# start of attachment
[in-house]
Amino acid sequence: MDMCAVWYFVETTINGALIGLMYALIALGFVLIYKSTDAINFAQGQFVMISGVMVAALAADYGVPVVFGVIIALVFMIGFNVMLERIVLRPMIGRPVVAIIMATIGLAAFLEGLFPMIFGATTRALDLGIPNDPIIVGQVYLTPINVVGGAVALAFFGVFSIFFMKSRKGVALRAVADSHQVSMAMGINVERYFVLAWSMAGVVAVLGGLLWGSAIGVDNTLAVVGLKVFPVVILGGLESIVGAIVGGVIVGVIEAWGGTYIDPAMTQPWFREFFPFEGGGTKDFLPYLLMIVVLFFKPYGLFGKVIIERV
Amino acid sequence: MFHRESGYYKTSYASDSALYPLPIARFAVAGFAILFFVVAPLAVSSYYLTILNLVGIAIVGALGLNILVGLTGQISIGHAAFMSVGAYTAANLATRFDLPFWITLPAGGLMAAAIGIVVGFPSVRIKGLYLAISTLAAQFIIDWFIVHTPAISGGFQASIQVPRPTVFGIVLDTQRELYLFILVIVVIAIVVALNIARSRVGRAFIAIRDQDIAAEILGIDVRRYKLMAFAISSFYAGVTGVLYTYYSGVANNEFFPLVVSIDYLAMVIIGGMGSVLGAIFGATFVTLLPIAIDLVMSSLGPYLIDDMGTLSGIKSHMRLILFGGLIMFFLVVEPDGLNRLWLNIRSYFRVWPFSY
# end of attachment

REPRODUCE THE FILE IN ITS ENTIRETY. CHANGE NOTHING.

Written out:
[in-house]
Amino acid sequence: MDMCAVWYFVETTINGALIGLMYALIALGFVLIYKSTDAINFAQGQFVMISGVMVAALAADYGVPVVFGVIIALVFMIGFNVMLERIVLRPMIGRPVVAIIMATIGLAAFLEGLFPMIFGATTRALDLGIPNDPIIVGQVYLTPINVVGGAVALAFFGVFSIFFMKSRKGVALRAVADSHQVSMAMGINVERYFVLAWSMAGVVAVLGGLLWGSAIGVDNTLAVVGLKVFPVVILGGLESIVGAIVGGVIVGVIEAWGGTYIDPAMTQPWFREFFPFEGGGTKDFLPYLLMIVVLFFKPYGLFGKVIIERV
Amino acid sequence: MFHRESGYYKTSYASDSALYPLPIARFAVAGFAILFFVVAPLAVSSYYLTILNLVGIAIVGALGLNILVGLTGQISIGHAAFMSVGAYTAANLATRFDLPFWITLPAGGLMAAAIGIVVGFPSVRIKGLYLAISTLAAQFIIDWFIVHTPAISGGFQASIQVPRPTVFGIVLDTQRELYLFILVIVVIAIVVALNIARSRVGRAFIAIRDQDIAAEILGIDVRRYKLMAFAISSFYAGVTGVLYTYYSGVANNEFFPLVVSIDYLAMVIIGGMGSVLGAIFGATFVTLLPIAIDLVMSSLGPYLIDDMGTLSGIKSHMRLILFGGLIMFFLVVEPDGLNRLWLNIRSYFRVWPFSY